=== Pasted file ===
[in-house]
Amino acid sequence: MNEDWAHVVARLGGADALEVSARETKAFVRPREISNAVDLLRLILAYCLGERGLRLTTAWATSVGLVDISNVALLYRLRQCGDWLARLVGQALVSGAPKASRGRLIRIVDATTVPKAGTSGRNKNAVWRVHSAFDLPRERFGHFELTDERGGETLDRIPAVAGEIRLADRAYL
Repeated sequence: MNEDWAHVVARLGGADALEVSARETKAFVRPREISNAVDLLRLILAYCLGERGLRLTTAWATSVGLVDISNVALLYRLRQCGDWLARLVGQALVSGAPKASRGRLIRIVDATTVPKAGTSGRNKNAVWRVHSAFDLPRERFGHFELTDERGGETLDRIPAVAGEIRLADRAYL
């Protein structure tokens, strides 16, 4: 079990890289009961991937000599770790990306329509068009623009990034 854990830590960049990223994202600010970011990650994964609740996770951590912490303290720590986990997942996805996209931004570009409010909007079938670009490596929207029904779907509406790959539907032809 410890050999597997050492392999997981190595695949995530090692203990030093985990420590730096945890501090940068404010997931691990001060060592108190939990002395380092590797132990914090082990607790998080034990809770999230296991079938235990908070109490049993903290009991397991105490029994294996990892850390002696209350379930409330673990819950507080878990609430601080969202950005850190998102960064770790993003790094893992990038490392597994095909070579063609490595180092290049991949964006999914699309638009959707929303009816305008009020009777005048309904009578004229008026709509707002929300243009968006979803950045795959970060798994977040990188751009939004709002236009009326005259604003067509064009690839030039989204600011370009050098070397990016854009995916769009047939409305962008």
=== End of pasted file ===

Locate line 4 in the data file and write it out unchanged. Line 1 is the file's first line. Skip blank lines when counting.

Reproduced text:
């Protein structure tokens, strides 16, 4: 079990890289009961991937000599770790990306329509068009623009990034 854990830590960049990223994202600010970011990650994964609740996770951590912490303290720590986990997942996805996209931004570009409010909007079938670009490596929207029904779907509406790959539907032809 410890050999597997050492392999997981190595695949995530090692203990030093985990420590730096945890501090940068404010997931691990001060060592108190939990002395380092590797132990914090082990607790998080034990809770999230296991079938235990908070109490049993903290009991397991105490029994294996990892850390002696209350379930409330673990819950507080878990609430601080969202950005850190998102960064770790993003790094893992990038490392597994095909070579063609490595180092290049991949964006999914699309638009959707929303009816305008009020009777005048309904009578004229008026709509707002929300243009968006979803950045795959970060798994977040990188751009939004709002236009009326005259604003067509064009690839030039989204600011370009050098070397990016854009995916769009047939409305962008």